Not Quite Out of the Woods Yet: The Latest on COVID-19 Issues and Connecticut Schools
Not Quite Out of the Woods Yet: The Latest on COVID-19 Issues and Connecticut Schools

As our regular Education Law Notes’ readers know, we have provided cascades’ worth of updates on federal and state COVID-19 guidance during this year long pandemic.  There are many signs of optimism, as infection rates drop, vaccinations of adults increase, and state restrictions ease. However, there is still much to discuss (and remain attentive to). 

MASKS STILL MANDATED, BUT:  We had written last fall about legal challenges to the school mask mandate by an advocacy group entitled the “CT Freedom Alliance” and a group of parents. After having ruled on various procedural matters and having denied motions to enjoin the mandate, Connecticut State Superior Court Judge Moukawsher recently issued a ruling denying claims by the CT Freedom Alliance and parents that the mask mandate was adopted pursuant to unconstitutional procedures and unconstitutionally interfered with the students’ “fundamental right to an education” under the Connecticut Constitution. Judge Moukawsher further denied the Alliance and parents’ claims that the school mask mandate and will cause “physical harm” and “emotional distress” to the students. 

In issuing his ruling, which was in response to a motion for summary judgment brought by the Alliance and the parents, Judge Moukawsher largely rejected the merits of their substantive claims, noting that “no reasonable fact finder ... could see the mask wearing mandate as irrational,” and further writing that the Alliance and parents were relying upon a “false consensus that masks are useless against COVID-19 and actually spread disease.”  Judge Moukawsher noted that one does not need a “Ph.D. in infectious diseases” to find that as COVID-19 is mostly spread by respiratory droplets, having a barrier such as a mask that stops the spraying of these droplets would be helpful in fighting the spread of the virus.  However, Moukawsher did raise serious questions about the ability of Governor Lamont (and the Executive Branch as a whole) to continue to rely upon emergency powers in imposing mandates such as mask requirements without having any approval or oversight by the Connecticut General Assembly (our legislative branch). While writing that he “believes the governor likely cannot continue to carry out his emergency orders without some form of ratification and control from the General Assembly," Judge Moukawsher essentially punted on that issue in light of a pending case before the Connecticut Supreme Court that addresses the Governor’s overall use of emergency powers and “Executive Orders” during this pandemic. Stay tuned, but in the meantime, continue to follow the Executive Orders and mask up (especially in the schools).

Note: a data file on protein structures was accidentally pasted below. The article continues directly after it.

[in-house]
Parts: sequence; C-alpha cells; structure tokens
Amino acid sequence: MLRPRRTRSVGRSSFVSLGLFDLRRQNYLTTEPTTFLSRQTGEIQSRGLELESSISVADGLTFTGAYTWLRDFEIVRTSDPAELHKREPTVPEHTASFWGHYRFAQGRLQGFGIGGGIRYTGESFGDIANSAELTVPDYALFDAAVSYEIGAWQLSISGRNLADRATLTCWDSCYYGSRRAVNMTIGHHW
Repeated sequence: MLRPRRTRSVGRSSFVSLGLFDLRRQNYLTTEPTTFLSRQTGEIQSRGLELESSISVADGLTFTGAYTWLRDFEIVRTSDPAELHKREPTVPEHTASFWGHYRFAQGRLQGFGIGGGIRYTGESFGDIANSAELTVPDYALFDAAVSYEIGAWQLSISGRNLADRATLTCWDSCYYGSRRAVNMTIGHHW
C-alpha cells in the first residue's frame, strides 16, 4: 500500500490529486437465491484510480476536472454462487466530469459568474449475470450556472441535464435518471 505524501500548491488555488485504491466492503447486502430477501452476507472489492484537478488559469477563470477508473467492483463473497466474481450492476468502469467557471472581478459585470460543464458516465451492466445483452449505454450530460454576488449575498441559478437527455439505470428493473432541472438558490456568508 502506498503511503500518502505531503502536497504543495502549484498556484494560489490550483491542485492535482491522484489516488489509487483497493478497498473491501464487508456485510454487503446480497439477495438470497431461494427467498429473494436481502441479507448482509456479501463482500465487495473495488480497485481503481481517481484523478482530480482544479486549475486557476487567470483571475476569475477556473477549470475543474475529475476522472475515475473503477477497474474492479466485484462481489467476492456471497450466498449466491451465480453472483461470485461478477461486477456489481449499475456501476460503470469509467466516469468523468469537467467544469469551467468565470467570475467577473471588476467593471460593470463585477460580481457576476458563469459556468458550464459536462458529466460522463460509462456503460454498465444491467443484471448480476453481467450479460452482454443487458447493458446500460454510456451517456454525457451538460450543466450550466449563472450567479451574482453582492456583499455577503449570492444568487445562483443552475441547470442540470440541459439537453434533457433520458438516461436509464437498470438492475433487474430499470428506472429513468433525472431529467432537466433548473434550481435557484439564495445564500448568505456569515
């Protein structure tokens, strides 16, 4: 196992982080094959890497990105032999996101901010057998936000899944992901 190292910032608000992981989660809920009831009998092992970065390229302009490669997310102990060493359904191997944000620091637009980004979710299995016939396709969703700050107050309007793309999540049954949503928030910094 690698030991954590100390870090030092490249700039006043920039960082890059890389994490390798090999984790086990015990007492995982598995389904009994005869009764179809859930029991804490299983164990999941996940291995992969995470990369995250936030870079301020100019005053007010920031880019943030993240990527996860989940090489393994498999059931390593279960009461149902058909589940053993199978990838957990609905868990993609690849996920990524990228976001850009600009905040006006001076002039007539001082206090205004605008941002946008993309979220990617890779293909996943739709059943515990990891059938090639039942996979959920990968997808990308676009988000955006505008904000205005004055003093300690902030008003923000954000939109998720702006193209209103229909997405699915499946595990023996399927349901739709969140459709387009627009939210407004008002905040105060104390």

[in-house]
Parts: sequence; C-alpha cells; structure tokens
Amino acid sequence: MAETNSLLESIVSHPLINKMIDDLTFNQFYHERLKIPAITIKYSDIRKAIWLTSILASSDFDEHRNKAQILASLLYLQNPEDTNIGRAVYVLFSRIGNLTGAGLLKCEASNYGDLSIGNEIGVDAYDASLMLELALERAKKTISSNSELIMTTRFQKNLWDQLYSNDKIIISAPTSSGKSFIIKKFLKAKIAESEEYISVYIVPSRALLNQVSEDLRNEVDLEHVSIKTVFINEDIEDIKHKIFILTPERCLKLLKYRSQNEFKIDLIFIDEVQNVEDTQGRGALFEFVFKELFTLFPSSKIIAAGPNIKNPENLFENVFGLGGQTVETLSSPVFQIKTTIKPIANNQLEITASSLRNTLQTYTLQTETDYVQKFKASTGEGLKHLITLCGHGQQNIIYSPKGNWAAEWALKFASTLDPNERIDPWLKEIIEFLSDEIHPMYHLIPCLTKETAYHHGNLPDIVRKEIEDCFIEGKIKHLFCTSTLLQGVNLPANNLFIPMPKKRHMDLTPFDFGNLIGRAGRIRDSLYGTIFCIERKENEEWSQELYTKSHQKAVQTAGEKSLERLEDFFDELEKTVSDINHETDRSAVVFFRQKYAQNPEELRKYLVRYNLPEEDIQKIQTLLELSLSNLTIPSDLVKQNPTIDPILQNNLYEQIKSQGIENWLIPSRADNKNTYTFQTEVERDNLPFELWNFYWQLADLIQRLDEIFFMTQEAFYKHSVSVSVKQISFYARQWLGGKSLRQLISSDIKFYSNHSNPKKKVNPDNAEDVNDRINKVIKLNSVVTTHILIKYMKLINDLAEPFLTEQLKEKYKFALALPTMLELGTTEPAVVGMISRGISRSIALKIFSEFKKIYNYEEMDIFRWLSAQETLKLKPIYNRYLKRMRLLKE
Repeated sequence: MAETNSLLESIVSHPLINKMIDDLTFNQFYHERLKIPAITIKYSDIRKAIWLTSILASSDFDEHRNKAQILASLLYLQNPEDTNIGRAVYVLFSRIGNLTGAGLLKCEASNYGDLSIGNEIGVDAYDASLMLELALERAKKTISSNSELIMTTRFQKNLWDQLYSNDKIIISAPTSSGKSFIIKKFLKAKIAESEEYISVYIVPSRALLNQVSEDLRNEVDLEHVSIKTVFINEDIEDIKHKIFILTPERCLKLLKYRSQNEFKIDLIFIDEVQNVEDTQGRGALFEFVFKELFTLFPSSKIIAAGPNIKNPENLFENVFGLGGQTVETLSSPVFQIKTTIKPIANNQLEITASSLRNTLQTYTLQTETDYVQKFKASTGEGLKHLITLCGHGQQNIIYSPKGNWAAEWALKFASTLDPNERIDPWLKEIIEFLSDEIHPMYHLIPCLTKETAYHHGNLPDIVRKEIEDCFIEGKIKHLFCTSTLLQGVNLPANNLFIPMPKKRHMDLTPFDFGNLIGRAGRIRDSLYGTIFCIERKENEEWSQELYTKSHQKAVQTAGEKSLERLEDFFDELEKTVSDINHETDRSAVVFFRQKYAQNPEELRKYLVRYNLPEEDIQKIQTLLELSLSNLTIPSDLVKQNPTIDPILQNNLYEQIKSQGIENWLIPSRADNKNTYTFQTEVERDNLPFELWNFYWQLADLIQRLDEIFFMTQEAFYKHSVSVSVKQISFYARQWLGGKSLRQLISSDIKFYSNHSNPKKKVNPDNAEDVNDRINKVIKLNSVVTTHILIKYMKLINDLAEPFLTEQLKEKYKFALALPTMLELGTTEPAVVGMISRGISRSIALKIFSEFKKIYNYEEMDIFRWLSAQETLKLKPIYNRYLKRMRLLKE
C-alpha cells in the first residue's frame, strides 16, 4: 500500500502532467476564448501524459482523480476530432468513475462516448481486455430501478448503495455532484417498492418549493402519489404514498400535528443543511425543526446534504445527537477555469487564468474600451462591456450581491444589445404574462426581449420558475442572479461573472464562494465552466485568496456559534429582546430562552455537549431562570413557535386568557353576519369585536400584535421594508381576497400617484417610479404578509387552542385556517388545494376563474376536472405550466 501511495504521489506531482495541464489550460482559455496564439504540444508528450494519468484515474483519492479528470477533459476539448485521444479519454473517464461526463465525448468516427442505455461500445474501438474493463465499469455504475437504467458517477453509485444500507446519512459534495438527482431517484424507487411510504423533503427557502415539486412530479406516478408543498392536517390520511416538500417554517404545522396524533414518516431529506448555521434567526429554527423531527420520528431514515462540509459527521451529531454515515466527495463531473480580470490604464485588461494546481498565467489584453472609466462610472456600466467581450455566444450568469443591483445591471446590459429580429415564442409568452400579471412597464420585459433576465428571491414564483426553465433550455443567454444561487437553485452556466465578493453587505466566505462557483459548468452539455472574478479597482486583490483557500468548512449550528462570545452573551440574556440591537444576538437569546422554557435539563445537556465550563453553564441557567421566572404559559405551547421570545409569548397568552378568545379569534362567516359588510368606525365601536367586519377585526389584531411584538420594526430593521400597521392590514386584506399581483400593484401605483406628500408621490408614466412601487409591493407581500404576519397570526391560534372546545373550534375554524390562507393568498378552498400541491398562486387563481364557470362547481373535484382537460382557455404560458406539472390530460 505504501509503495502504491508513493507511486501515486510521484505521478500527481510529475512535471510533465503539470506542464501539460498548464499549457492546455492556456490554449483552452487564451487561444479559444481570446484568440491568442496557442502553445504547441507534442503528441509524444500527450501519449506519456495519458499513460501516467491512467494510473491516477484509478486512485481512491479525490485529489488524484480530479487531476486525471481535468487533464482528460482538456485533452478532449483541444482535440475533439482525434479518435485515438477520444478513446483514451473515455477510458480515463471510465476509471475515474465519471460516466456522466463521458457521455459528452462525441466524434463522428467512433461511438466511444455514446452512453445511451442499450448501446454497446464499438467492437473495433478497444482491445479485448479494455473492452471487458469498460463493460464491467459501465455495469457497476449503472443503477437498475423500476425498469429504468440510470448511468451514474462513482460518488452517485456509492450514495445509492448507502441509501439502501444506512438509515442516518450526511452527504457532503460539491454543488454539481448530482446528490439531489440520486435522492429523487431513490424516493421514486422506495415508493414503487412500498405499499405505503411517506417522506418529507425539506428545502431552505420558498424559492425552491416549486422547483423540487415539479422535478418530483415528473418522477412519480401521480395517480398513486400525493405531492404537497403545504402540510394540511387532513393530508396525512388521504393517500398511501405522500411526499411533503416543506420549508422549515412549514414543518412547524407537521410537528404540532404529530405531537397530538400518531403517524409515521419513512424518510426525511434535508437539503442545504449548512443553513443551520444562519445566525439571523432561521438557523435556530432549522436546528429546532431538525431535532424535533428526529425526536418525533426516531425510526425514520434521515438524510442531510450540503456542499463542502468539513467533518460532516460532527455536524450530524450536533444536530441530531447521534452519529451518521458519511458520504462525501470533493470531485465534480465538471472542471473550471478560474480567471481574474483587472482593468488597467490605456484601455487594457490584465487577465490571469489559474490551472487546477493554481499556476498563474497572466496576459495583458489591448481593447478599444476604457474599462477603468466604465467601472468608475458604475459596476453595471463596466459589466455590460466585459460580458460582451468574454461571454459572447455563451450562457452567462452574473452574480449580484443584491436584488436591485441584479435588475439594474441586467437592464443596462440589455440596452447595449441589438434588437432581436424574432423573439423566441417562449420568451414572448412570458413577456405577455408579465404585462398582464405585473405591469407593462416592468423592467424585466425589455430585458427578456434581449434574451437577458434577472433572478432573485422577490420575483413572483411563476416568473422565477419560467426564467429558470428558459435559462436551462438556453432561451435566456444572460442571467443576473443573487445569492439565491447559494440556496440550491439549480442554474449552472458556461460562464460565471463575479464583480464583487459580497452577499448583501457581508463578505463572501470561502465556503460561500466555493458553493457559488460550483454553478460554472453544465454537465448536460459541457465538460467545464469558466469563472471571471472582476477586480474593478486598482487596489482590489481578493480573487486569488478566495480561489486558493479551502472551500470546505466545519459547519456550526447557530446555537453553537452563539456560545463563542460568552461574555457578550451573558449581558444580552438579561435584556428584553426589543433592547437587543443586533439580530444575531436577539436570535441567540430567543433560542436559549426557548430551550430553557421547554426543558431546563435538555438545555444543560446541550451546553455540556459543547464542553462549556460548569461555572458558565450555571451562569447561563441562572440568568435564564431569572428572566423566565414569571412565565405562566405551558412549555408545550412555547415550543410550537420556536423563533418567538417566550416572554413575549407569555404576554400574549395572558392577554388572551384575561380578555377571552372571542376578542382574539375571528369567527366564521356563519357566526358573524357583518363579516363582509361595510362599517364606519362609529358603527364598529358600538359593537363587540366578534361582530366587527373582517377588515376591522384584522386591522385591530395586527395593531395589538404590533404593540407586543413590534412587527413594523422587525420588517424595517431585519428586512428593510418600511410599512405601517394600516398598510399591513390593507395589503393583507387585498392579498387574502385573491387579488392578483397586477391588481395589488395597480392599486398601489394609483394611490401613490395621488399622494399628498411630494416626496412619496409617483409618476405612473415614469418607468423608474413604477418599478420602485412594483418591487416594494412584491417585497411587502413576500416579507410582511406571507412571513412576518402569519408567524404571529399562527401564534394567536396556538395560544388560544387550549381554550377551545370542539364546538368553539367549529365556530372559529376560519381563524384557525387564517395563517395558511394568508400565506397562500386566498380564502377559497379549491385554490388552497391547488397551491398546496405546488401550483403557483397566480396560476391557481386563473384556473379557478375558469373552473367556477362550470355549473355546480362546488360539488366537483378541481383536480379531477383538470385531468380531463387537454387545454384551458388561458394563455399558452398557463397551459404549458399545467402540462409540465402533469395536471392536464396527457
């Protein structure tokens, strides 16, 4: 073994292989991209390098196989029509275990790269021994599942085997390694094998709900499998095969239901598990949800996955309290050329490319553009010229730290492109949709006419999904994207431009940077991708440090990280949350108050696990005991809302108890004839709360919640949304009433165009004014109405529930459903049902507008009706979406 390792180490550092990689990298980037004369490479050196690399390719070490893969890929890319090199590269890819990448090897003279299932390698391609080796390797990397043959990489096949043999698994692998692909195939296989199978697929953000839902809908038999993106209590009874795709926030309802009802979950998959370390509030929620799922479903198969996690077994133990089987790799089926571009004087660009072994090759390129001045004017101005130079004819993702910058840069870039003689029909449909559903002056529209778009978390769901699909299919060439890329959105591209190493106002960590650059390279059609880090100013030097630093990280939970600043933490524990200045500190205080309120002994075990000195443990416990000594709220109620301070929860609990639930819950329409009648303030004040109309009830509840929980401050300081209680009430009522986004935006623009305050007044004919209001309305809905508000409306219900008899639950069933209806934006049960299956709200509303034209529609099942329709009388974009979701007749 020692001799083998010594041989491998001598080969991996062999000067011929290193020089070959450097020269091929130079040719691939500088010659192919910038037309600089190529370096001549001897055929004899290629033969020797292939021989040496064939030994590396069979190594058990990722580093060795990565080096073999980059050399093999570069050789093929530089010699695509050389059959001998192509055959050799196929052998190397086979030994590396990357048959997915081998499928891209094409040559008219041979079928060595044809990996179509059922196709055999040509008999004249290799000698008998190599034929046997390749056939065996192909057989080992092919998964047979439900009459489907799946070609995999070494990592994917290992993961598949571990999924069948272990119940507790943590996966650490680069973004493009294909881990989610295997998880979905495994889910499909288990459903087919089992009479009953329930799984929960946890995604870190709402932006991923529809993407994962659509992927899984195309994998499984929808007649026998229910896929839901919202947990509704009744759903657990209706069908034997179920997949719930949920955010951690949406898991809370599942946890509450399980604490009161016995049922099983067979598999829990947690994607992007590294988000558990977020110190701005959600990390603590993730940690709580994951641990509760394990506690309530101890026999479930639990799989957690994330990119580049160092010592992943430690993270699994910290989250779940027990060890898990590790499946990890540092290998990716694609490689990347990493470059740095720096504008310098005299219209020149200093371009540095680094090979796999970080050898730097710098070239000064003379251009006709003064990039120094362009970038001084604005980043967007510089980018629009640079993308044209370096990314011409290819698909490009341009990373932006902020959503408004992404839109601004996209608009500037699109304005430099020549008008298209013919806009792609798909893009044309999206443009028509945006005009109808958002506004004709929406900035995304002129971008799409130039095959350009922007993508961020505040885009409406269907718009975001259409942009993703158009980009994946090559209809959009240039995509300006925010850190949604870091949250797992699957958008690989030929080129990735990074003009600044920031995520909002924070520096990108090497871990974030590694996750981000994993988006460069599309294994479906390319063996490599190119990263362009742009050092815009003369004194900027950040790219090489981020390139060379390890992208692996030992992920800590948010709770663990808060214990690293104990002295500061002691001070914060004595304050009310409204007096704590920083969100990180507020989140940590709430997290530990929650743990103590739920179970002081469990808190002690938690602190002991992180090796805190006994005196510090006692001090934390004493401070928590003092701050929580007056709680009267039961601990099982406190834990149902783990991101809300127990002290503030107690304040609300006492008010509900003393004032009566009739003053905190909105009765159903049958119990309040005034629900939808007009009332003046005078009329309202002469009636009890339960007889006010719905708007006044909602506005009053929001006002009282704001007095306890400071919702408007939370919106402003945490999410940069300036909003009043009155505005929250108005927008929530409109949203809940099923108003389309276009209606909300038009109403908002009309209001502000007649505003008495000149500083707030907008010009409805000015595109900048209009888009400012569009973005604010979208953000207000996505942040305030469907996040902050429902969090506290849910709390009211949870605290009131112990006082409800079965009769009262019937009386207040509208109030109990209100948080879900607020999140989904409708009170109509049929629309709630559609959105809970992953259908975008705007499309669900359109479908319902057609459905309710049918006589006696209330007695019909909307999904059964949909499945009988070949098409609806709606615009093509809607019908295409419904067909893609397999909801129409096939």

THE CDC SPEAKS ON (RE)OPENING SCHOOLS:  On March 19, 2021, the Centers for Disease Control and Prevention (“CDC”) updated its K-12 guidance to reflect more recent science on physical distancing between students in the schools.  In a nutshell, the CDC now recommends that, with universal mask wearing, students need only maintain a distance of at least three feet (as opposed to six feet) in most classroom settings.  Specifically, in elementary schools, the CDC recommends all students remain at least three feet apart in classrooms where mask use is universal - regardless of whether community transmission is low, moderate, substantial, or (even) high.  In middle and high schools, the CDC recommends students should be at least three feet apart in classrooms where mask use is universal and in communities where transmission is low, moderate, or substantial.  However the CDC’s new guidance still provides that middle and high school students should be at least six feet apart in communities where transmission is high if “cohorting” is not possible. Likewise the CDC continues to recommend at least six feet of distance:

-Between adults in a school building and between adults and students.
-In common areas, such as school lobbies and auditoriums.